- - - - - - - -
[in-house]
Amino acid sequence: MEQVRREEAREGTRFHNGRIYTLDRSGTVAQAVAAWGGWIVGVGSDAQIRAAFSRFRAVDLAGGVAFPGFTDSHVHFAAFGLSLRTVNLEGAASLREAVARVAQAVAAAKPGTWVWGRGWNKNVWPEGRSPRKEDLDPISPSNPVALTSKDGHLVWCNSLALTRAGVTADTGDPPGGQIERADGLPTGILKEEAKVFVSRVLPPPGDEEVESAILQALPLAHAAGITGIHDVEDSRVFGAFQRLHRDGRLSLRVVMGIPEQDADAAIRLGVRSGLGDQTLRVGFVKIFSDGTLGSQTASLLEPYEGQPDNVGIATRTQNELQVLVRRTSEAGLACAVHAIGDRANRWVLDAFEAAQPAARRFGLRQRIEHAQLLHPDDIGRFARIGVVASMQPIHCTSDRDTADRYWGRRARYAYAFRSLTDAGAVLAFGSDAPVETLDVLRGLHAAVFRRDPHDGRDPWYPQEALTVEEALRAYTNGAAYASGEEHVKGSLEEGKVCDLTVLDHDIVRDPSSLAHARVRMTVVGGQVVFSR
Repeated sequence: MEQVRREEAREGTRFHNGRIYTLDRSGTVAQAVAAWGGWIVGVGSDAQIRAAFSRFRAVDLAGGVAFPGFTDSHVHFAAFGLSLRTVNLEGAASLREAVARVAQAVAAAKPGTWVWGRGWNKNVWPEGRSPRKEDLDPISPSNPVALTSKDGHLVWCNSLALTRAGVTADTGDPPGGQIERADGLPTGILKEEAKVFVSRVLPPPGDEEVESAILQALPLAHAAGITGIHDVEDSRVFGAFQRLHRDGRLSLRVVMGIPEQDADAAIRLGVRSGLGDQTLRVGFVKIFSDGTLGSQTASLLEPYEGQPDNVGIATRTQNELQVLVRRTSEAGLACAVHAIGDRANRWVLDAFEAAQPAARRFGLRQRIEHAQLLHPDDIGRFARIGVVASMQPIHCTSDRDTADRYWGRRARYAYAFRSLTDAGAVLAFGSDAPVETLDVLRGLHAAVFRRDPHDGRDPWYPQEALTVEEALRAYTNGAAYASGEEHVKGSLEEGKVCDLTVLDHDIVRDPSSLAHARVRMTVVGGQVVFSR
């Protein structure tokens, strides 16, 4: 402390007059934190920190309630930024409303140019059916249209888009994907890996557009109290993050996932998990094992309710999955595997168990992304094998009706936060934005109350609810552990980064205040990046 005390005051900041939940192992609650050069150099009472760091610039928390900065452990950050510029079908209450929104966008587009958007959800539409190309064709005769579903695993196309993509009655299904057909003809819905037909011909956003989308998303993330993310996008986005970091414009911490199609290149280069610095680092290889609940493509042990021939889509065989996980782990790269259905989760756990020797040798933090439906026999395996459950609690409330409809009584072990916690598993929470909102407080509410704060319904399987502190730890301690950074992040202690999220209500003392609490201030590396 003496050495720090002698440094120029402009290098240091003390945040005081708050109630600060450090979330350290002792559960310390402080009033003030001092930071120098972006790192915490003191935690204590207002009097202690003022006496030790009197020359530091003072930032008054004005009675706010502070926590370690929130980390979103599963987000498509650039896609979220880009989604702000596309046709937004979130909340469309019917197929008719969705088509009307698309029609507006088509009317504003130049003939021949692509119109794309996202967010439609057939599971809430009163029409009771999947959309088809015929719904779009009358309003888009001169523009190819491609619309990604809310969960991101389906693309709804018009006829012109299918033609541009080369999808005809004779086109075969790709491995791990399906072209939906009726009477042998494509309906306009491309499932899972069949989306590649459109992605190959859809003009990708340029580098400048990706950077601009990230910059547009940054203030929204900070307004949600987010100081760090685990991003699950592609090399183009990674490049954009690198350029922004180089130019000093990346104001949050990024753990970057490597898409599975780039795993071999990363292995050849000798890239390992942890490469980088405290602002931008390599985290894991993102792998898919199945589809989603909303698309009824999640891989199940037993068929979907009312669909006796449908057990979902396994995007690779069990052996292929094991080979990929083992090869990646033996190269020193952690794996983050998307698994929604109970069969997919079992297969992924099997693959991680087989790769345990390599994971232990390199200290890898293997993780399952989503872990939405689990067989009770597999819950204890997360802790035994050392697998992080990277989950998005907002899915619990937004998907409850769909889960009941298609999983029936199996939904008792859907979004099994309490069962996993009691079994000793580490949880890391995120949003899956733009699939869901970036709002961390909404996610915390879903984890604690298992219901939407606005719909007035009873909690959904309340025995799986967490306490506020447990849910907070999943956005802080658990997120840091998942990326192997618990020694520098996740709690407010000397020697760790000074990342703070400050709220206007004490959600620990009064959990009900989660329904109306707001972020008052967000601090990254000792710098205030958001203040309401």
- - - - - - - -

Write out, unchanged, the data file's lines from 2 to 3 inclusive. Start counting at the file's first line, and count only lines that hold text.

Amino acid sequence: MEQVRREEAREGTRFHNGRIYTLDRSGTVAQAVAAWGGWIVGVGSDAQIRAAFSRFRAVDLAGGVAFPGFTDSHVHFAAFGLSLRTVNLEGAASLREAVARVAQAVAAAKPGTWVWGRGWNKNVWPEGRSPRKEDLDPISPSNPVALTSKDGHLVWCNSLALTRAGVTADTGDPPGGQIERADGLPTGILKEEAKVFVSRVLPPPGDEEVESAILQALPLAHAAGITGIHDVEDSRVFGAFQRLHRDGRLSLRVVMGIPEQDADAAIRLGVRSGLGDQTLRVGFVKIFSDGTLGSQTASLLEPYEGQPDNVGIATRTQNELQVLVRRTSEAGLACAVHAIGDRANRWVLDAFEAAQPAARRFGLRQRIEHAQLLHPDDIGRFARIGVVASMQPIHCTSDRDTADRYWGRRARYAYAFRSLTDAGAVLAFGSDAPVETLDVLRGLHAAVFRRDPHDGRDPWYPQEALTVEEALRAYTNGAAYASGEEHVKGSLEEGKVCDLTVLDHDIVRDPSSLAHARVRMTVVGGQVVFSR
Repeated sequence: MEQVRREEAREGTRFHNGRIYTLDRSGTVAQAVAAWGGWIVGVGSDAQIRAAFSRFRAVDLAGGVAFPGFTDSHVHFAAFGLSLRTVNLEGAASLREAVARVAQAVAAAKPGTWVWGRGWNKNVWPEGRSPRKEDLDPISPSNPVALTSKDGHLVWCNSLALTRAGVTADTGDPPGGQIERADGLPTGILKEEAKVFVSRVLPPPGDEEVESAILQALPLAHAAGITGIHDVEDSRVFGAFQRLHRDGRLSLRVVMGIPEQDADAAIRLGVRSGLGDQTLRVGFVKIFSDGTLGSQTASLLEPYEGQPDNVGIATRTQNELQVLVRRTSEAGLACAVHAIGDRANRWVLDAFEAAQPAARRFGLRQRIEHAQLLHPDDIGRFARIGVVASMQPIHCTSDRDTADRYWGRRARYAYAFRSLTDAGAVLAFGSDAPVETLDVLRGLHAAVFRRDPHDGRDPWYPQEALTVEEALRAYTNGAAYASGEEHVKGSLEEGKVCDLTVLDHDIVRDPSSLAHARVRMTVVGGQVVFSR